Chris Webber is hailed as one of the best passing big men in the game, and Chauncey Billups is widely regarded as one of the league's elite point guards. But is having two playmakers in the game disrupting the offense? Honestly, the thought never really crossed my mind until reading Chris McCosky's article today in the Detroit News:
"It changes things, man, it does," Billups said. "When Chris is out there, we go through him and let him make plays. When he's not, I'm attacking, I'm aggressive and I am making plays. I am struggling with that a lot -- when to do what."
"The only thing that's different is Chris," Billups said. "He's the only new guy and he's a big piece. He's a guy that can really make plays. On one hand, it takes a lot of pressure off me. I don't have to make every play. On the other hand, it puts me in too much of a passive mode and sometimes it's hard for me to turn it back on."
I trust Chauncey with the ball more than anyone, but I've actually enjoyed watching the offense go through Webber since it's inspired Rip Hamilton and Tayshaun Prince to be more active cutting to the basket for easy layups.
In fact, it's Webber's playmaking ability that allowed Flip Murray to salvage his season with his recent stretch of fine play when Billups went down with his recent groin injury -- it took the ball out of Murray's hands, freed him from the responsibility of being the primary playmaker and allowed him to simply attack.
Webber and Billups are confident the issue will resolve itself with a few more games. Webber, in fact, seemed surprised it was even a concern.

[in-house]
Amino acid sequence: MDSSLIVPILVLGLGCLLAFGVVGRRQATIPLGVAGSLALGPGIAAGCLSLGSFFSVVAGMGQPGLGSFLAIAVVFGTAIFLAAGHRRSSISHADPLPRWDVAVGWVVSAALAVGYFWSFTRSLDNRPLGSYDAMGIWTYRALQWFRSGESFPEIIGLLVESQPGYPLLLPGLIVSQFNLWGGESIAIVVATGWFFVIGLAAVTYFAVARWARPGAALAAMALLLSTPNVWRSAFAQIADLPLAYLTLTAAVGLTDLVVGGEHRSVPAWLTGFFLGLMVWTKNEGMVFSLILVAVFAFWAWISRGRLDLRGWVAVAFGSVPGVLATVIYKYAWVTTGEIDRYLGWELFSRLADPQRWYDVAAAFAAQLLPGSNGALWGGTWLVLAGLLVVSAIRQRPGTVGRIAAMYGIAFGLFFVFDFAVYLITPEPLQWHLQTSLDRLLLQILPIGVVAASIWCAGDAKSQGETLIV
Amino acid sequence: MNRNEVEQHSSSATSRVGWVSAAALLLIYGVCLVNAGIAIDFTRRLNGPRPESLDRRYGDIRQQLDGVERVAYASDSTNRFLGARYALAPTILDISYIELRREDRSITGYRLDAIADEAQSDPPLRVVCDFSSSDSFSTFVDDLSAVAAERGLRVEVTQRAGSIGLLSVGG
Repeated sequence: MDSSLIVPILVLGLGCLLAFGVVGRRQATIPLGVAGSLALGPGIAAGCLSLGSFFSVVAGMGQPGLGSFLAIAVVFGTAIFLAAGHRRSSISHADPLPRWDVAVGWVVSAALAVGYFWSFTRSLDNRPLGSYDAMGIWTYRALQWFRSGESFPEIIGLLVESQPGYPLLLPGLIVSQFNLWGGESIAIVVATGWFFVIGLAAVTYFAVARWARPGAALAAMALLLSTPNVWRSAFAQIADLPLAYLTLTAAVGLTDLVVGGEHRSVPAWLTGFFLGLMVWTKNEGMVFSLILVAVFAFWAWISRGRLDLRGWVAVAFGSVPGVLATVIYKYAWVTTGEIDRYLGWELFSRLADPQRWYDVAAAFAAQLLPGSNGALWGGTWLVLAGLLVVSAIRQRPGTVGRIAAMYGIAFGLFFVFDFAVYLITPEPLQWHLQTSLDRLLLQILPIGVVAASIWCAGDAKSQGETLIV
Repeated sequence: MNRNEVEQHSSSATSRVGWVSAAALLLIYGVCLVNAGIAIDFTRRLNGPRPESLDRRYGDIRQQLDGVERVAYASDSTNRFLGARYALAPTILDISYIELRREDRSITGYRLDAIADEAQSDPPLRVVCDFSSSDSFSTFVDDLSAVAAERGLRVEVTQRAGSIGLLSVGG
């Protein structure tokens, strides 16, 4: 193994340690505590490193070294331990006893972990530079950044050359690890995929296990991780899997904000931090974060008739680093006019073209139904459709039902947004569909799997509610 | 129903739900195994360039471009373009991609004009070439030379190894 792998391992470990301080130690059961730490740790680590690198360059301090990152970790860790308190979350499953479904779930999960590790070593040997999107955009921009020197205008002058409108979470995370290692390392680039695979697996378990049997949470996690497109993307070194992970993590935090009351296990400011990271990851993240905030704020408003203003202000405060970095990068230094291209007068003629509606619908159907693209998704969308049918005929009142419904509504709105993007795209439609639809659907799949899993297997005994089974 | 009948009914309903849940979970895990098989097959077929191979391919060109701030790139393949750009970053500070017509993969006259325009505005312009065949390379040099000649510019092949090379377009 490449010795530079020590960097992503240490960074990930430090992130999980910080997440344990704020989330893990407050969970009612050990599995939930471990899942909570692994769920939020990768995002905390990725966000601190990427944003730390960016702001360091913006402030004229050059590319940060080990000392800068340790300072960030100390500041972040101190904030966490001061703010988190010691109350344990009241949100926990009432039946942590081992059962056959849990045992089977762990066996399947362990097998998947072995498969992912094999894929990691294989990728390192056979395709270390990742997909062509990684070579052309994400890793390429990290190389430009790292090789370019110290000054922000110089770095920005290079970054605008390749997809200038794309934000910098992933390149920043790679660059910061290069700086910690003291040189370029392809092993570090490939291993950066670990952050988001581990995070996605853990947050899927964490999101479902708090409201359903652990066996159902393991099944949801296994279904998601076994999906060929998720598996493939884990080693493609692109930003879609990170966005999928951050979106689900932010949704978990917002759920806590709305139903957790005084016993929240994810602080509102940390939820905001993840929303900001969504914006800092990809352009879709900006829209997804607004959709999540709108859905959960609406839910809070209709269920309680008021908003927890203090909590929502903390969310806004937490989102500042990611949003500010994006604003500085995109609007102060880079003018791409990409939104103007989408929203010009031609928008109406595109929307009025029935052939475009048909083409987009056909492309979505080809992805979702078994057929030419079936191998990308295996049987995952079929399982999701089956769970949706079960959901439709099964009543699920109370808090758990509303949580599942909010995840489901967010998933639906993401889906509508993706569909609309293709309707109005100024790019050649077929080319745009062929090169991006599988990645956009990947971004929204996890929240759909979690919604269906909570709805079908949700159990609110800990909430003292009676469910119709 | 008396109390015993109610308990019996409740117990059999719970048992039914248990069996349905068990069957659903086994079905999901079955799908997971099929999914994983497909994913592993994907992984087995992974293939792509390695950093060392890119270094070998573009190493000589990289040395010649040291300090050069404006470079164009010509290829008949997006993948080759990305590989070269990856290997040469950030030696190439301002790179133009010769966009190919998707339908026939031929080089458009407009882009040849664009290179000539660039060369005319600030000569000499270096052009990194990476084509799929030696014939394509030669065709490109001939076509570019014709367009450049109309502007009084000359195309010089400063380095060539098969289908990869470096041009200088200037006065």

"I don't understand that," he said. "In the second half (Sunday against Miami), Rip (Hamilton) was really cutting hard and moving and he got involved a lot when I had the ball. Both him and Tay (Prince)."
"But Chauncey is the man and he needs to be aggressive at all times," Webber said.
"There should never be a time when he's not. He's deadly from the outside and on the inside. It should never be a problem. He's the point guard. The ball should be in his hands when he wants it."
According to McCosky, Flip Saunders has actually encouraged Billups in recent weeks to be more aggressive when he's in the game. We definitely saw that on Friday when he scored 32 with 14 assists against the Nets, but he was a little less so on Sunday against the Heat when he finished with 17 and two assists.
Ideally, you don't really want to be worrying about things like this down the stretch -- this is the time that the team should be hitting on full cylinders heading into the postseason. I'm not too worried, though, especially considering everyone appears to be finally healthy, but it's definitely something I'm going to keep an eye on when they're both in the game.
Billups bothered by struggle to mesh with Webber [Detroit News]